Toy packaging tarnishes Christmas sparkle

Listen to Ian debate this on Radio Newcastle with Jonathan Miles [Link]

So Christmas is over, and the news is pretty much the same as every other year – parents hate Christmas. And it’s not just because it’s a huge expense or because they have to figure out how to entertain their children during the school holidays.

No, a fair amount of the trouble comes from the difficulty of accessing toys through layers of tough plastic moulded packaging, twisty ties and screws, the danger of having to use scissors and knives in the process and the sheer waste of having so much of it to dispose of.

Just like other industries, toy makers need packaging to fulfil a range of functions. Toy packaging is created to be fit for purposes both as a vehicle to transport the product, in most instances from far afield and then to compete in a very competitive retail marketplace.

There is nothing sustainable about a product that does not sell.  All consumer packaging has a role in creating appeal, but toy packaging has a particular need to create delight and excitement in line with the toys inside. The challenge is to reduce the volume of packaging without diminishing the experience of seeing, choosing, trying (in some cases), receiving, anticipating and opening.

The truth is that packaging has to fulfil a complex mix of requirements for retailers, brand owners and consumers. This includes sensory appeal, a very broad demographic, high level branding and marketing, perceived value, and health and safety. To satisfy all of these requirements, a high level of technical design and commercial knowledge is required to deliver best practice. The result is that a consumer walking around a toy store today will see little obvious difference between the packs available now and those on the shelves two years ago.

From a design perspective, the real question is whether a brand owner or retailer will take a risk and reduce the size of their pack against a competitor’s rival product beside it on shelf. Until there is more clarity on the issue, parental pressure will still have a lot of influence. Some manufacturers are making improvements, but there is still a lot more that could be done.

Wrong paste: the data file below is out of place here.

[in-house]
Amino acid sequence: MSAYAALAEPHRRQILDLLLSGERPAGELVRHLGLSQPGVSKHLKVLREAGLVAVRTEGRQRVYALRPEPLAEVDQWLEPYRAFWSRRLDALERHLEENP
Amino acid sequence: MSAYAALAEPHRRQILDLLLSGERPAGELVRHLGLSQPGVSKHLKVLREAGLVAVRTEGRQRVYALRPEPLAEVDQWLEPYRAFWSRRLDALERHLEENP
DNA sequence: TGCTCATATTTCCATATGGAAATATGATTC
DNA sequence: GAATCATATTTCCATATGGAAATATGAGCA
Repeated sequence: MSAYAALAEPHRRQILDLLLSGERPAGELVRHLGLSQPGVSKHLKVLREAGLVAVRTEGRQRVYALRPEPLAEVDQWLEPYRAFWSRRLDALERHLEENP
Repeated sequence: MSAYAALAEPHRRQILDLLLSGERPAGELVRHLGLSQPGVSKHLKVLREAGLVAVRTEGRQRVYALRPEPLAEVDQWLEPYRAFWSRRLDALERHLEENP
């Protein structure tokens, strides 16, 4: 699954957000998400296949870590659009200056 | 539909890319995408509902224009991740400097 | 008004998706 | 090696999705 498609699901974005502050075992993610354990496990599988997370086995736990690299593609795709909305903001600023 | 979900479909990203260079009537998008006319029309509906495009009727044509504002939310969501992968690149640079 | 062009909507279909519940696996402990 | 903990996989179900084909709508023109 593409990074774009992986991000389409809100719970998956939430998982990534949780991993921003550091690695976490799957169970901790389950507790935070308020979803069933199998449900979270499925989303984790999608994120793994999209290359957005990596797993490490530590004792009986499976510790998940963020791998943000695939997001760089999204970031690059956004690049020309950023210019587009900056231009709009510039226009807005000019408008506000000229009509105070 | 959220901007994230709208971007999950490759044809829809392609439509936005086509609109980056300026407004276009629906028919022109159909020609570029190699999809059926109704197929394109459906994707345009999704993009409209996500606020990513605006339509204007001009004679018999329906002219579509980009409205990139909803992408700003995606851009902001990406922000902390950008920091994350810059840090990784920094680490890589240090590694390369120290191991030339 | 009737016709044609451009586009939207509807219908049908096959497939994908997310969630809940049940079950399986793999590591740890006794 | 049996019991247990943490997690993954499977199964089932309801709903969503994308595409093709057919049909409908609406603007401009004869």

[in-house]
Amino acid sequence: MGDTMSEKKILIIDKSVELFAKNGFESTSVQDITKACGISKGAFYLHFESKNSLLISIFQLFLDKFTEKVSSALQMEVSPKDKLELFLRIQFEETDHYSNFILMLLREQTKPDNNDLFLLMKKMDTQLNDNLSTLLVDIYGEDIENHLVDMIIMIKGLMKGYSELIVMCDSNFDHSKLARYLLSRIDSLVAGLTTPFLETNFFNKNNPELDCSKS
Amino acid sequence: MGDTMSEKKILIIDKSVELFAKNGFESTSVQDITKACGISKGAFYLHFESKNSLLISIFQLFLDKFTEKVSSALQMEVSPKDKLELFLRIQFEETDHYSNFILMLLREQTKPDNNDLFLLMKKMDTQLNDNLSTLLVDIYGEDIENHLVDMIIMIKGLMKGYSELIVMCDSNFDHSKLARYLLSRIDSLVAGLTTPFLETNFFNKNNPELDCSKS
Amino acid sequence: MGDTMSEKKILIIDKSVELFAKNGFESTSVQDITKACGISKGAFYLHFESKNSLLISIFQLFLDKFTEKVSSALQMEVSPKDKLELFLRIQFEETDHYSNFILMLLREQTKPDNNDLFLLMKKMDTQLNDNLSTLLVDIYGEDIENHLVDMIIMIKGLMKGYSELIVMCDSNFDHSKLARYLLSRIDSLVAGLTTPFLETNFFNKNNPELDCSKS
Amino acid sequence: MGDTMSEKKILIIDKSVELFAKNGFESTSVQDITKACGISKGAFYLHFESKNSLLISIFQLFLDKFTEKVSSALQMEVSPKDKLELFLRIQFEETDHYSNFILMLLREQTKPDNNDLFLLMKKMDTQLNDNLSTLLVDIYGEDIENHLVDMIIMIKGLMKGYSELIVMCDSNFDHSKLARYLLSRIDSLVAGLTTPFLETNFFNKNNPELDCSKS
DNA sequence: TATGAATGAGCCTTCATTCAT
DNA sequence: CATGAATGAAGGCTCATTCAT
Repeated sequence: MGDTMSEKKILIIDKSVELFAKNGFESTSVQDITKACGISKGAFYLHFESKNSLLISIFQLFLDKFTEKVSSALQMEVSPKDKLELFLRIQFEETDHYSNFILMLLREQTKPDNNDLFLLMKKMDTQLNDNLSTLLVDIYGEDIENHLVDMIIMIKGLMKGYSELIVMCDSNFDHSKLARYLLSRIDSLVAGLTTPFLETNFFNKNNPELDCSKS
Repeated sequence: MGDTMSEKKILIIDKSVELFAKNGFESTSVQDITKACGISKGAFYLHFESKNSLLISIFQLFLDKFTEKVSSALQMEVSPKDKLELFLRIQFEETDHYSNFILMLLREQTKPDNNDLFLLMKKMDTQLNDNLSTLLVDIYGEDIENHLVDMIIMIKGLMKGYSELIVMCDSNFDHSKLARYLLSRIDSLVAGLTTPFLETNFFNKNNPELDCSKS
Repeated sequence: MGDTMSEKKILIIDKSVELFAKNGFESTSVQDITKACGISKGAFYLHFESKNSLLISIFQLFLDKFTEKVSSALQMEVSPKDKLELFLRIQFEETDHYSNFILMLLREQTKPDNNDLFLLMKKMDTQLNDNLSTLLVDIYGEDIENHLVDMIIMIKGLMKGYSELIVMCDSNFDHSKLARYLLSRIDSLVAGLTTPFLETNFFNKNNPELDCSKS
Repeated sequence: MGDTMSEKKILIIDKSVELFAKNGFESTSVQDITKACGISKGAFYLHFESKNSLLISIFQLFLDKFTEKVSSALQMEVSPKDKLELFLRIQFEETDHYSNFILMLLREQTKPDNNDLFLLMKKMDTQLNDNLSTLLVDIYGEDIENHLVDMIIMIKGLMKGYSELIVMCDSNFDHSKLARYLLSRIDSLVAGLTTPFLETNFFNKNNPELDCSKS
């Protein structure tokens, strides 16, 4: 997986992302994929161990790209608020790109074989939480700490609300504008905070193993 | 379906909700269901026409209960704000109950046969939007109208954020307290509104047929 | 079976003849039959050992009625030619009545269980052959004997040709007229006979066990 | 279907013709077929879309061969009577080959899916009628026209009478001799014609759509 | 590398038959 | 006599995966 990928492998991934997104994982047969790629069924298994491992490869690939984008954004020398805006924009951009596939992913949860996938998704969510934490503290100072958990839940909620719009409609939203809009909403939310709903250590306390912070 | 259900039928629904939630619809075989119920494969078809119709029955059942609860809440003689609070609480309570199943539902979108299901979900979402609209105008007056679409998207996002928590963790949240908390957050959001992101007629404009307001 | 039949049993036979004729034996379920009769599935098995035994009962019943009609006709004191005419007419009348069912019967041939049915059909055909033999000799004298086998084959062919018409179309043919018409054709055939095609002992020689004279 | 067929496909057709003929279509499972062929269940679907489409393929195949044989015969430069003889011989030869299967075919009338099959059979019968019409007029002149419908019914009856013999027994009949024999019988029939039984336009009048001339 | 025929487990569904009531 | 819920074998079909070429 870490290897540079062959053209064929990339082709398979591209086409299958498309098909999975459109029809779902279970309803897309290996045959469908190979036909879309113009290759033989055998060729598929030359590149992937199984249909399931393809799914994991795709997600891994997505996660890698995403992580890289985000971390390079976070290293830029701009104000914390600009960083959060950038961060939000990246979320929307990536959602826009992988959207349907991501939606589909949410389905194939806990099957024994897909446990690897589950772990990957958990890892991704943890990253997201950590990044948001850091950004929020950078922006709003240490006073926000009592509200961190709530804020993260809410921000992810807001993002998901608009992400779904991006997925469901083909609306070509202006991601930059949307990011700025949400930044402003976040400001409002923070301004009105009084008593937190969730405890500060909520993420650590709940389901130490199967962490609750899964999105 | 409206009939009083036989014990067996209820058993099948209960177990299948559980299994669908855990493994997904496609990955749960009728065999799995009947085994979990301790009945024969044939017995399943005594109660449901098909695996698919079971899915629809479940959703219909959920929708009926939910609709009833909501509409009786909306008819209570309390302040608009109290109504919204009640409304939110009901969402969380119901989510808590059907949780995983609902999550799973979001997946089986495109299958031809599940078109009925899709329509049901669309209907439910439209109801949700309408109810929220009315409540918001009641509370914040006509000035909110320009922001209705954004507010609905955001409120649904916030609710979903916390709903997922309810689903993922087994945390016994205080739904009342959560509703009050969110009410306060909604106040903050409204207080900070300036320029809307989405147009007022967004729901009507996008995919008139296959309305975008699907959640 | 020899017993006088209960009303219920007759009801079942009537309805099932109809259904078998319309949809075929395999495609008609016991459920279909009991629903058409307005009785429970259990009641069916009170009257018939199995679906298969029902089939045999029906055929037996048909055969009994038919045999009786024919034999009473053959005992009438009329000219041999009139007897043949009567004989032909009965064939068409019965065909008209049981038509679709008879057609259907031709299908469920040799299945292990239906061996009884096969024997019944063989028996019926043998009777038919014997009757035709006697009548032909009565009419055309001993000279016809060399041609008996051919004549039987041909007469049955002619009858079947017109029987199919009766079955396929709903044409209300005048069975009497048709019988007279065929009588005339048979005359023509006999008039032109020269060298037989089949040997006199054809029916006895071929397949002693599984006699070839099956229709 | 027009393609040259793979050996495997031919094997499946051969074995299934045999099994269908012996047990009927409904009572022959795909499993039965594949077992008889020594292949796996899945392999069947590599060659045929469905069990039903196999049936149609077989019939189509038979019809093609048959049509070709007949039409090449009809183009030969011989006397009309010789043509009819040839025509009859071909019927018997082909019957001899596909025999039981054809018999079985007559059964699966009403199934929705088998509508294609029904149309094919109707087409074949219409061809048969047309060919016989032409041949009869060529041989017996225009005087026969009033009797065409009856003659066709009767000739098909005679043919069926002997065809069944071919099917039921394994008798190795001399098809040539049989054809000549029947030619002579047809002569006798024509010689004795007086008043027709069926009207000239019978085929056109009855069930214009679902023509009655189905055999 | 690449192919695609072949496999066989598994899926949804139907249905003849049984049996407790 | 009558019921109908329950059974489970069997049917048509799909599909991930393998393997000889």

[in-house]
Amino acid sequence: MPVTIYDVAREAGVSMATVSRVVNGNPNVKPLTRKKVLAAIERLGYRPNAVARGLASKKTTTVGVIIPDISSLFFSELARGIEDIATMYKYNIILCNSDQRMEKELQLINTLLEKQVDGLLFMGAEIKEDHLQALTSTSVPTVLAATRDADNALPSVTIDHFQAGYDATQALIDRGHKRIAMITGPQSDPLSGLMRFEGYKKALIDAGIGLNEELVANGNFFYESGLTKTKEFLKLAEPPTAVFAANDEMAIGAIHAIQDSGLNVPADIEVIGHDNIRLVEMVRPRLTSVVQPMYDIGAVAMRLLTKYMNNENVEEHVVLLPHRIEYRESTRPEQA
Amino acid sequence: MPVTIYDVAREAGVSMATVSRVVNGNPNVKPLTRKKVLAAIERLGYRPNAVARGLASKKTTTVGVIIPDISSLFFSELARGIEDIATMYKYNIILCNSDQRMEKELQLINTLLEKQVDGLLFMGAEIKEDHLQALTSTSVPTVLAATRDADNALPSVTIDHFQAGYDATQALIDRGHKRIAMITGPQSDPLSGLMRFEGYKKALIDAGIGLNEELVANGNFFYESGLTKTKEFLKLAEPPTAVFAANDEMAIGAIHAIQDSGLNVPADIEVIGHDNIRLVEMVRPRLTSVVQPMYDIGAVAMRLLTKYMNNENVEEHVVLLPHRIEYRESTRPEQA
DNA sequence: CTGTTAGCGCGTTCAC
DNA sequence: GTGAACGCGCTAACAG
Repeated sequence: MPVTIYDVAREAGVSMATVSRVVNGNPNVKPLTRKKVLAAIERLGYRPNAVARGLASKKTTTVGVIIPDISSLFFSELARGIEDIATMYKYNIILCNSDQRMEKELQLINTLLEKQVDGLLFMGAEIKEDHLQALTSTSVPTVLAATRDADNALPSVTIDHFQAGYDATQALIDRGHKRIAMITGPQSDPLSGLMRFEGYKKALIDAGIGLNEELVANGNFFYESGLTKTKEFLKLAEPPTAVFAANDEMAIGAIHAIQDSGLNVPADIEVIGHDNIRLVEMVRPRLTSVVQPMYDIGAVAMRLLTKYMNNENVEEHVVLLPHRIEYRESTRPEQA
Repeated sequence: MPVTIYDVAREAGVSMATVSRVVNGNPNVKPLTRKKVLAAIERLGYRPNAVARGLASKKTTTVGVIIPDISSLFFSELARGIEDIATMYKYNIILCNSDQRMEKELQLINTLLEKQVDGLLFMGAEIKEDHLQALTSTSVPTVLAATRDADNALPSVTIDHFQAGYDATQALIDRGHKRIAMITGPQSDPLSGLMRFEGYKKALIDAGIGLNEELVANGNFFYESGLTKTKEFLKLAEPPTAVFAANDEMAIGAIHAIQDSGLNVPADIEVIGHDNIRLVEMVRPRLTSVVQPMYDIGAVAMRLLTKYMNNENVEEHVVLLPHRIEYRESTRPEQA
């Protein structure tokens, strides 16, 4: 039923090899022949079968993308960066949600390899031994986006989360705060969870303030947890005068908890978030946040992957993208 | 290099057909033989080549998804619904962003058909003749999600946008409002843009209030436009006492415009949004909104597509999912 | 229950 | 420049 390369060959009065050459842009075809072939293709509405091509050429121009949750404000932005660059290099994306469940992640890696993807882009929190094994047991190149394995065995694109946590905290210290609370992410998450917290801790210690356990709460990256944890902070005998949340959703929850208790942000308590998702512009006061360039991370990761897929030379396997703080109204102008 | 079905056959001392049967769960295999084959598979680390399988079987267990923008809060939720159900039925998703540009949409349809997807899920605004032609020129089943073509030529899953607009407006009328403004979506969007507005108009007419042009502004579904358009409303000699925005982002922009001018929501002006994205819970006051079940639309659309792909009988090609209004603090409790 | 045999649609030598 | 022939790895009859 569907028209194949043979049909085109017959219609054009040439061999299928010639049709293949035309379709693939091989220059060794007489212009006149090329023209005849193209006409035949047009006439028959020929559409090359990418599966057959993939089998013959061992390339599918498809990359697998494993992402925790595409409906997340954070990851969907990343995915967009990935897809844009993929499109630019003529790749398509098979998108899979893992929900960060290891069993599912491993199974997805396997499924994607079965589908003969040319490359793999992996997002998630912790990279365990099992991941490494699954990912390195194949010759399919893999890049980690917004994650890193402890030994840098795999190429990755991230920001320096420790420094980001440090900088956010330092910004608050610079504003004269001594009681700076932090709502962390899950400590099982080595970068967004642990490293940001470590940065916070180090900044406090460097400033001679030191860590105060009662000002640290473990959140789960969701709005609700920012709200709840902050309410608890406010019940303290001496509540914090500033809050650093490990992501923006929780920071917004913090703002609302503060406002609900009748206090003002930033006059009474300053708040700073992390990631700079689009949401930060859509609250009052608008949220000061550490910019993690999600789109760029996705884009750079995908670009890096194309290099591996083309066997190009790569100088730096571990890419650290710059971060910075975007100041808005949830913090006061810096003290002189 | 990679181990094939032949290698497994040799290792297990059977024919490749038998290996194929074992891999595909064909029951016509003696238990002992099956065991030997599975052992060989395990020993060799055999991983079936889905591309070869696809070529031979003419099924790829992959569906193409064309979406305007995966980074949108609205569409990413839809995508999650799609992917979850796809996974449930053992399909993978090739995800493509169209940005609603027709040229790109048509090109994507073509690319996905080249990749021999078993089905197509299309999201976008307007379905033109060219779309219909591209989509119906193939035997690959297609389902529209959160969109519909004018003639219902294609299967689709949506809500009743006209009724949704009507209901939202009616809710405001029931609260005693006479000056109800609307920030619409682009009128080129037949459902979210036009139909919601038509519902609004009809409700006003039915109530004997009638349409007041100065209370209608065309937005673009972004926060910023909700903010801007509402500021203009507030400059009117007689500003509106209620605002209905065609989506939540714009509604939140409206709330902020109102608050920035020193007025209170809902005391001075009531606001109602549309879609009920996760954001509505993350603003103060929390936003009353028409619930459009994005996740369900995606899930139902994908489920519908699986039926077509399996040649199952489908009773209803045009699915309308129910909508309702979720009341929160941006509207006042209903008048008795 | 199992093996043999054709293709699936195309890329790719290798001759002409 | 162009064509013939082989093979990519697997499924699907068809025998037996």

The Less Packaging Company are independent and unbiased packaging design engineers who apply a unique design process called ‘pre-cycling’ which is about using foresight not hindsight to remove waste. Pre-cycling is an approach to packaging design, which measures and ensures that the right amount of packaging is used for the intended task whilst avoiding product damage and wastage. The process uses sustainable materials where possible, which can be made easily recycled everywhere. The packs were designed to optimise board usage and valuable space though the supply chain. Most toys and packaging are manufactured in Asia so every millimetre and gramme of packaging counts. Neither over nor under-packaging would have been acceptable so getting this balance right was an important factor in the development process.

According to Valpak’s figures, in the UK alone we send between £350-400 million of recovered packaging recycle-ate to landfill. We know that paper and board are the most widely recycled materials and in the UK we currently recycle over 85% of what is collected from homes and businesses. Compare this with plastics, for example, where only about a third of material is recycled. Therefore keeping packaging simple, mono-material where possible and not confusing people with complex recycling protocols is necessary.

This article was written by Ian (@portabud) who is  Board Director of the Less Packaging Company – Listen to Ian debate this on Radio Newcastle with Jonathan Miles [Link]

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